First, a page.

As polygamy, specifically polygyny, gains exposure and picks up social currency in a contemporary U.S. context many voices have joined the conversation on both sides of the table to discuss the pros, cons, and practicalities of this family structure. Dr. Patricia Dixon author of We Want For Our Sisters What We Want For Ourselves (2009) and Shahrazad Ali The Blackman’s Guide to Understanding the Blackwoman [sic] (1989) and many others from the academic and private spheres have written thought-provoking texts on the inclusion of multiple women to one man in a household and the potential benefits. Books like God’s Brothel have immodestly pulled back the curtain (or the sheets, as it were) on one of the United States’ only example of large-scale organized generational polygyny, the Mormons; while counter-narratives like Voices in Harmony rush to cover and preserve her celestial virtue, insisting that it is a model that works. Popular culture, social media and television networks all seem heavily invested in exploring this paradigm. South African polygamist Musa Mslelku (pictured), has even gotten his own reality show on BBC.
Whereas some have written impassioned texts and contributed to the growing corpus of polygyny positive conversations, insisting on this paradigm as a practical solution for the melanated (‘black’) community; others read this movement as more about polyga-ME, on the part of the men; instead of the polygamo-US strategy that it is often package as. Women who resist polygyny as a solution for themselves face hard criticisms from the poly-positive community. And dismissed as jealous or “emotional”.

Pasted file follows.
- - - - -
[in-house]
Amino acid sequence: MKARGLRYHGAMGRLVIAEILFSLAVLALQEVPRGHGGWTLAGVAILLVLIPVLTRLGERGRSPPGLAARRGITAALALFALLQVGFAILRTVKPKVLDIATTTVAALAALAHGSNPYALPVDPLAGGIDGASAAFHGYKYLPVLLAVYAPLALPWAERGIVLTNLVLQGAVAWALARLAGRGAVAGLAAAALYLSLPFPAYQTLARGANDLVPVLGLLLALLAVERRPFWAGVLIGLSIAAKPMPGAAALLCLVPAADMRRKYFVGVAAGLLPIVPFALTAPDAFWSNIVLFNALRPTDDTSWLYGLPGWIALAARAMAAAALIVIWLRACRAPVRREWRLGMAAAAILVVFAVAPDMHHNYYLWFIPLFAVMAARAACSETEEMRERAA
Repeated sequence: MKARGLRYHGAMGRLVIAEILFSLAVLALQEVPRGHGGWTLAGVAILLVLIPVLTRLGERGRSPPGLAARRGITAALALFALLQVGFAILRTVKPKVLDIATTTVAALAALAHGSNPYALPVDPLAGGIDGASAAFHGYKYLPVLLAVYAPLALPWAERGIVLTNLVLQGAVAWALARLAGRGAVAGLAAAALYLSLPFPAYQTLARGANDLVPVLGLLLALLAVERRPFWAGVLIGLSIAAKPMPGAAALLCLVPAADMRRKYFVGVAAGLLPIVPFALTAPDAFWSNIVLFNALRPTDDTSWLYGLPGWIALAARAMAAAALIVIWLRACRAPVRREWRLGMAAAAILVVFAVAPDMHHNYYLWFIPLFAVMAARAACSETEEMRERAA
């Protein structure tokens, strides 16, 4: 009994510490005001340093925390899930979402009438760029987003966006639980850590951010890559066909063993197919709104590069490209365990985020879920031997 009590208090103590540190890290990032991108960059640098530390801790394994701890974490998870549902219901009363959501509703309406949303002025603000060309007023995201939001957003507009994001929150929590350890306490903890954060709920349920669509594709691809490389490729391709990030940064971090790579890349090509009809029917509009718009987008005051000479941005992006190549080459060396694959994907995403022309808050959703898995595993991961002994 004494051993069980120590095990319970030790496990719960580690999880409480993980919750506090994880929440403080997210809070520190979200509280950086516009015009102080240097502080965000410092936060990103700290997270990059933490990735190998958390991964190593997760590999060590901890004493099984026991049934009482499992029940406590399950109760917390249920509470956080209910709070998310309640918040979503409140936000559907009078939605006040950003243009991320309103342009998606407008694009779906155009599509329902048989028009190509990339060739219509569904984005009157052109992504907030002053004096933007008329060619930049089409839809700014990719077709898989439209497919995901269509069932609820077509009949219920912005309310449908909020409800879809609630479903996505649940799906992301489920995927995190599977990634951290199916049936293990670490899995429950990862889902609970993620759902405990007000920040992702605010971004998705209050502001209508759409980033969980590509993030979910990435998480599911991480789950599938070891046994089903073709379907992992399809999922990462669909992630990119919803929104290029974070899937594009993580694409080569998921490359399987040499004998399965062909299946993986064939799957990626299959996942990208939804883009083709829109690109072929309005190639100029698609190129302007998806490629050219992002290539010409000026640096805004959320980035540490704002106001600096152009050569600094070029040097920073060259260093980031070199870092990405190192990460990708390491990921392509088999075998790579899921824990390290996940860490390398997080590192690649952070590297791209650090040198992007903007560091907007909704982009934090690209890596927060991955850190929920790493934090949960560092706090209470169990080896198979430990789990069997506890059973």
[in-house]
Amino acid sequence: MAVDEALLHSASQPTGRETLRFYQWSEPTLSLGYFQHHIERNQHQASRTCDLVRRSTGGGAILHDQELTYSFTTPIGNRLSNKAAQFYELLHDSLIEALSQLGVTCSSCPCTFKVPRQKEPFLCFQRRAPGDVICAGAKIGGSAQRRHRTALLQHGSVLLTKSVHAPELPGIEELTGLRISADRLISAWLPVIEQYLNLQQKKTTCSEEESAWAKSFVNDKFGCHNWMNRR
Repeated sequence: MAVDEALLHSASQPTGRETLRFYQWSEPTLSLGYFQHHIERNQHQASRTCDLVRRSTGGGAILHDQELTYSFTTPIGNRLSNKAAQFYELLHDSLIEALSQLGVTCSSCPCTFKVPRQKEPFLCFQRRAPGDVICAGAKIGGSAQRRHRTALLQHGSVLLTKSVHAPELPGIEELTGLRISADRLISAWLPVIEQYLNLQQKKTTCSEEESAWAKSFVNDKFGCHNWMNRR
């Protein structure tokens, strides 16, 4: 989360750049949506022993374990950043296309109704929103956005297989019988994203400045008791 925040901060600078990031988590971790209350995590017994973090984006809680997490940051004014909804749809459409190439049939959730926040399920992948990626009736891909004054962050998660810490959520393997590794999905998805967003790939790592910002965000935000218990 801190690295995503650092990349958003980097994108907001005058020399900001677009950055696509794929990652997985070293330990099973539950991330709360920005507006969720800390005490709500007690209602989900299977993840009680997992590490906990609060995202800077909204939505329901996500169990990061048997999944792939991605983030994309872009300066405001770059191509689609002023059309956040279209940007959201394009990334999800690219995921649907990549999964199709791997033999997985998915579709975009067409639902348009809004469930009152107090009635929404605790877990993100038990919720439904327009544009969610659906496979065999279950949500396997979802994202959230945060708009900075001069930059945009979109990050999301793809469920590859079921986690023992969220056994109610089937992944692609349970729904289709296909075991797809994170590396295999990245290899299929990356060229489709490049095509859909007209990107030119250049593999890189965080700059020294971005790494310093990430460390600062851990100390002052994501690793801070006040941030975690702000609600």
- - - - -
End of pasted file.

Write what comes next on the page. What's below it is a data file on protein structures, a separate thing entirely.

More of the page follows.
What happens when what you want for yourself and your sister is monogamy?
This is where the poly-game goes from the hard ‘e,’ to a silent ‘e’ and many women find themselves caught up in the game, the poly-game. Sisters find themselves being intimidated, insulted and jeered into silence or castigated and subjected to vituperative backlash. Unwilling to roll the dice or fold their cards these women are often threatened with loneliness, accused of selfishness, labeled as “westernized” and dismissed as emotional.
Part 1 : “Just the Stats Ma’am” crunches the numbers in an attempt to discover what adds up and whether or not female jealousy is just an excuse to hold on to a losing hand dealt by contemporary sensitivities.
For Access to the FREE The Poly Article 1.1. JUST THE STATS MA’AM
A.S. Johnson (Mayanah HaSoferet) is a Masters candidate, formally trained in the discipline of Cultural Anthropology at the CWE – City College of New York. She has studied ancient Hebrew culture and its application in contemporary urban spaces for over two decades. HaSoferet, is a committed community leader, specializing in reclaiming accurate biblical feminine identities and protecting intellectual integrity wherever it is threatened or compromised.